The crux of this problem is the lack of incentive to innovate, perpetuated primarily by the role that government plays in funding and controlling agriculture. Red tape restrictions on technology, the subsidisation of struggling farms, and decreasing welfare standards for animals have all contributed to a major government failure. Furthermore the historic obsession with maintaining produce autonomy nationally, the reason for the bulk of subsidies, no longer makes sense in a world where comparative advantage allows us to import goods more effectively produced elsewhere. In fact, over half of those surveyed by DEFRA disagreed with the statement “It’s important to support British farmers”.
A free market approach can help to reduce the contribution of agriculture to climate change in several key ways:
- As it stands, pastoral farmers make more money from subsidies than they do from produce. This is not tolerated in any other industry. By reducing or removing regulation and funding farmers start to face incentives to be more efficient and innovate. This may include moving to different, more profitable produce, or switching to a new industry.
- Without subsidies, the price of animal products will absolutely increase to reflect their real value. It is estimated that the price of even just a McDonald’s Big Mac would more than double once the rest of society stops paying for it through taxation, and that’s barely even real meat. Whilst it is true that innovation can bring the price of goods down once subsidisation is removed, it is unlikely to happen in meat and dairy industries when general consumer awareness of animal welfare is consistently on the rise.
- Consumer sovereignty means that where people demand more ethical or “green” alternatives, the market will surely deliver with new technology and innovative products. Just look at the incredible increase in profit for plant-based companies and restaurants in the UK.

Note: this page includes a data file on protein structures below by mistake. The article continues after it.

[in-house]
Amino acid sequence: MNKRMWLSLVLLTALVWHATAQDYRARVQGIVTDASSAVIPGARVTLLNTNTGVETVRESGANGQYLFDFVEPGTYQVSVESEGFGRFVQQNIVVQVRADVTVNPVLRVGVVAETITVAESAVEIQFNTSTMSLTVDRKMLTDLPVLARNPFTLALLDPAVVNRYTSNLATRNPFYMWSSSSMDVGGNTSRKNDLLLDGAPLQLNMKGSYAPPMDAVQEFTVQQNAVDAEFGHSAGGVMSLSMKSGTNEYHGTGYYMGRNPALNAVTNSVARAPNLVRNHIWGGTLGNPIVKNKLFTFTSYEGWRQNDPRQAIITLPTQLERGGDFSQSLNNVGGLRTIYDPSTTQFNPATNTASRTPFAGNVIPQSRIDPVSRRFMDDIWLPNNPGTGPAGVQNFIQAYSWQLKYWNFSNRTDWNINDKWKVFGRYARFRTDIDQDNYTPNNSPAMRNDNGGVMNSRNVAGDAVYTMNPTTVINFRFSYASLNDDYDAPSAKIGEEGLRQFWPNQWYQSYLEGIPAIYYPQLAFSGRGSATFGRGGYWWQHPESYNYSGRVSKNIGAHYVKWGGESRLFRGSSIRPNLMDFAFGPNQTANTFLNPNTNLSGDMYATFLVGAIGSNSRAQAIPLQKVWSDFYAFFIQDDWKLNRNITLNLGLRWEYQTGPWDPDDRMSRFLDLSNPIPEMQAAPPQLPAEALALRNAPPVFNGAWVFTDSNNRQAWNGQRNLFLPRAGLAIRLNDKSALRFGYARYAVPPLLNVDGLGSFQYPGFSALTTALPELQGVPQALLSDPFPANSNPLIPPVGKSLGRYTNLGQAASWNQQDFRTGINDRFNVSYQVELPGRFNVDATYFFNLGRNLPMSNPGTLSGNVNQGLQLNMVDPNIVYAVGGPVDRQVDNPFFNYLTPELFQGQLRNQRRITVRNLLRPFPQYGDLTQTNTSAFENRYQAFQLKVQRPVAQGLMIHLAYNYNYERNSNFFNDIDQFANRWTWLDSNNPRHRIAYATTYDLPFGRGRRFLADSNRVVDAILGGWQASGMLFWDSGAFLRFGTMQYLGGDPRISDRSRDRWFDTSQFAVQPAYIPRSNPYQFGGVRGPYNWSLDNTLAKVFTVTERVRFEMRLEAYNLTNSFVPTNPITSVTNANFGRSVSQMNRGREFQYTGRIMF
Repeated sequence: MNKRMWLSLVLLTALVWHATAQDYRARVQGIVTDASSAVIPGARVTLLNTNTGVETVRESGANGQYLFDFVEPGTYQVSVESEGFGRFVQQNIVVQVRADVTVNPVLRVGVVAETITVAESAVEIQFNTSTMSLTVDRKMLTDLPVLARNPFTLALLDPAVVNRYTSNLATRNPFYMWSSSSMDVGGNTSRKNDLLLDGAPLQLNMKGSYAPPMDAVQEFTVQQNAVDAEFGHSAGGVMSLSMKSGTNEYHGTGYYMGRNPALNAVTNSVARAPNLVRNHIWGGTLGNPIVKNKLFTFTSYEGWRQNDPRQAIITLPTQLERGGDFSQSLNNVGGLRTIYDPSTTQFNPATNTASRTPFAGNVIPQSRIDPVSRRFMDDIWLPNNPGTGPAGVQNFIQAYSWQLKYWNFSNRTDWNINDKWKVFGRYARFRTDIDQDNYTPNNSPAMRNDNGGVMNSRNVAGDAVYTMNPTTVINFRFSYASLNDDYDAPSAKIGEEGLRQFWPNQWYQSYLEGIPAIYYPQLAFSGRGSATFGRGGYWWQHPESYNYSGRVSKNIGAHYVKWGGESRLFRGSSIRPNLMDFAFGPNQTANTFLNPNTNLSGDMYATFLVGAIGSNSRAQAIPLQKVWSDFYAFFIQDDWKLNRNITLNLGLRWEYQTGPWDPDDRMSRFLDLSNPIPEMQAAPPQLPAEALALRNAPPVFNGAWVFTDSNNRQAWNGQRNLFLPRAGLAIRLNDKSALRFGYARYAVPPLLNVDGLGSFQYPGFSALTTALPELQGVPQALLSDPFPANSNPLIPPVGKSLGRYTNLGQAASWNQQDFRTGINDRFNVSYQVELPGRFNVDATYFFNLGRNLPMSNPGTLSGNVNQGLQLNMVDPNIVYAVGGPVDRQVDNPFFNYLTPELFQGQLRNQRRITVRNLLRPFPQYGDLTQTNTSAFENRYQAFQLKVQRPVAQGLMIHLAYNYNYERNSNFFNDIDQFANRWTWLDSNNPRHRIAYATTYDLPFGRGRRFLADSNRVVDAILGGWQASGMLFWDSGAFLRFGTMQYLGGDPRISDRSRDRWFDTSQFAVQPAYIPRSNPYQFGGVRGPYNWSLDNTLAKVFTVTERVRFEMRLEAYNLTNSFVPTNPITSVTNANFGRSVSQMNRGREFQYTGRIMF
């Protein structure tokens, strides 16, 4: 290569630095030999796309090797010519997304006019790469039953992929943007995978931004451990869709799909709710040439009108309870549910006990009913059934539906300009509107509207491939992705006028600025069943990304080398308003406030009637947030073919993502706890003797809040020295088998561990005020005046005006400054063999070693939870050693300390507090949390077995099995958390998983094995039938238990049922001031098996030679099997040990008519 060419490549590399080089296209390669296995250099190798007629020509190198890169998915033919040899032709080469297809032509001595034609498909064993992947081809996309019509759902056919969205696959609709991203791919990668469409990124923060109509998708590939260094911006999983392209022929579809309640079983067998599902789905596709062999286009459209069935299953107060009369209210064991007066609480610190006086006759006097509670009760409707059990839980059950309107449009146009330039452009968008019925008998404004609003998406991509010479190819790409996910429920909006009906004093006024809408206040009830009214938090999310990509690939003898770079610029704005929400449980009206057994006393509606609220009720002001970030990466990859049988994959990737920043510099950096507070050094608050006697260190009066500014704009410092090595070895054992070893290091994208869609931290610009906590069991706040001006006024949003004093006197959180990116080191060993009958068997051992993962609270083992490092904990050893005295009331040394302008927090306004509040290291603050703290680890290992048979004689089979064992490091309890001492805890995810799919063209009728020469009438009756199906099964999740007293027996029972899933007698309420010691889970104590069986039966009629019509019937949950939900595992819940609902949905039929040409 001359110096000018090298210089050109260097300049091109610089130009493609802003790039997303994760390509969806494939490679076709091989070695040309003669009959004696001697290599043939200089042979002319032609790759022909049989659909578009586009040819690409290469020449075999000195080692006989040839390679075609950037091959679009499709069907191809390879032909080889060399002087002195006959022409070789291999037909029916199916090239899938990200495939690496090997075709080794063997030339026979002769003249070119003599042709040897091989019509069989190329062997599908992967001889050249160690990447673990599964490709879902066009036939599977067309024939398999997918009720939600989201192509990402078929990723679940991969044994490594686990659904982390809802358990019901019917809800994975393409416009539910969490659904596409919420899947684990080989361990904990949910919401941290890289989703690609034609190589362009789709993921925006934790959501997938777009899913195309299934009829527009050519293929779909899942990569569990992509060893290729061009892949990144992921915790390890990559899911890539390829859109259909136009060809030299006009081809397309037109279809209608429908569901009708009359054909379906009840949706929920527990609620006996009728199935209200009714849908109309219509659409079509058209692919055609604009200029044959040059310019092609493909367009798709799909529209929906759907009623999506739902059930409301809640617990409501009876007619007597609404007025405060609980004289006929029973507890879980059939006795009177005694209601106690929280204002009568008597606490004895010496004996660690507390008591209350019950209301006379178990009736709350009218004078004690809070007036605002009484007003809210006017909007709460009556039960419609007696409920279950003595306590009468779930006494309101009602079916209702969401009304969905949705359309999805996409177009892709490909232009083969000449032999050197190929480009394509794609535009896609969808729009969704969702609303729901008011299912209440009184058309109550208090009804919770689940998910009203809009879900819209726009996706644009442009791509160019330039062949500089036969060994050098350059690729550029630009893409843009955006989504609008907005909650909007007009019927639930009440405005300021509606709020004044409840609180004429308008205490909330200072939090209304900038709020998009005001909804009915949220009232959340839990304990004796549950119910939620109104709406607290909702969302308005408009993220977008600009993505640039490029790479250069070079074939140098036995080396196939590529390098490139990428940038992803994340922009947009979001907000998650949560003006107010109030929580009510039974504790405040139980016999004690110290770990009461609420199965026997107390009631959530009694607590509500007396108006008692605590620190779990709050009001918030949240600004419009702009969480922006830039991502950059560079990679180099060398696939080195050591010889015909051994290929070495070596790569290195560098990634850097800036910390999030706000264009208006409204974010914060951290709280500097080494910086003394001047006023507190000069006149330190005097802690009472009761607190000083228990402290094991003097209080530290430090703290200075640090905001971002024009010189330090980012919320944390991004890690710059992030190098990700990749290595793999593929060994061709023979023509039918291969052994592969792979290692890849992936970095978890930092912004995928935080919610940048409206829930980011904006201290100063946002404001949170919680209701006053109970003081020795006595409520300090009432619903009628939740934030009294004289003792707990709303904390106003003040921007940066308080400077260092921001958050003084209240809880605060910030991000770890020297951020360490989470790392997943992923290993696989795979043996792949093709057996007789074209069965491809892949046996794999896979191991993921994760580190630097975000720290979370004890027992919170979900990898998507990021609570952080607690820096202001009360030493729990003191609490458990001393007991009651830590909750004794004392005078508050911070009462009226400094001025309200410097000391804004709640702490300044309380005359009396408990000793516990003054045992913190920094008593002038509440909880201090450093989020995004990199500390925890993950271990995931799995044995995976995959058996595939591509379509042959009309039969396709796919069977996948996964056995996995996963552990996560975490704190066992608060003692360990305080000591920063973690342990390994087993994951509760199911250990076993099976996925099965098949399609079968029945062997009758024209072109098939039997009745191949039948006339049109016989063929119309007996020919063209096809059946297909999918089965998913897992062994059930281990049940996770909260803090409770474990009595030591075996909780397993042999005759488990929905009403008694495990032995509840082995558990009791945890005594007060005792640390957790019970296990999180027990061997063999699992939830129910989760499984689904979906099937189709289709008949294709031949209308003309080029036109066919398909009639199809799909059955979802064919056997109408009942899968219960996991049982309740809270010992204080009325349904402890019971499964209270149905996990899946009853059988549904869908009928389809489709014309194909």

- In the US as much as $40 billion goes to subsidising meat and dairy (0.04% of that goes to arable agriculture). In the UK, the overall industry is subsidised as much as $3 billion a year, with Brexit presenting a great opportunity to change the amount of direct payments and bursaries going to failing farms. In both cases, that is an incredible amount of taxpayer’s money going largely to meat and dairy farms, regardless of how much you as a consumer may choose to engage with those industries.
A free market approach means waking up to the reality of climate change without expanding the government failure. You still get to keep eating your favourite burger, steak, and other animal products, but at a price that more accurately reflects the cost incurred along the way. You might find that this approach makes meat and dairy less appealing to those consumers who are motivated primarily by preferences for cost and convenience, which is a positive outcome for the environment. The invisible hand, when left to work its magic, may lead us to a food revolution that saves the planet.
Niamh Kingsley is an IEA intern and studies Economics and Politics at Kings College London
As with all IEA publications, the views expressed are those of the authors and not those of the Institute (which has no corporate view), its managing trustees, Academic Advisory Council or senior staff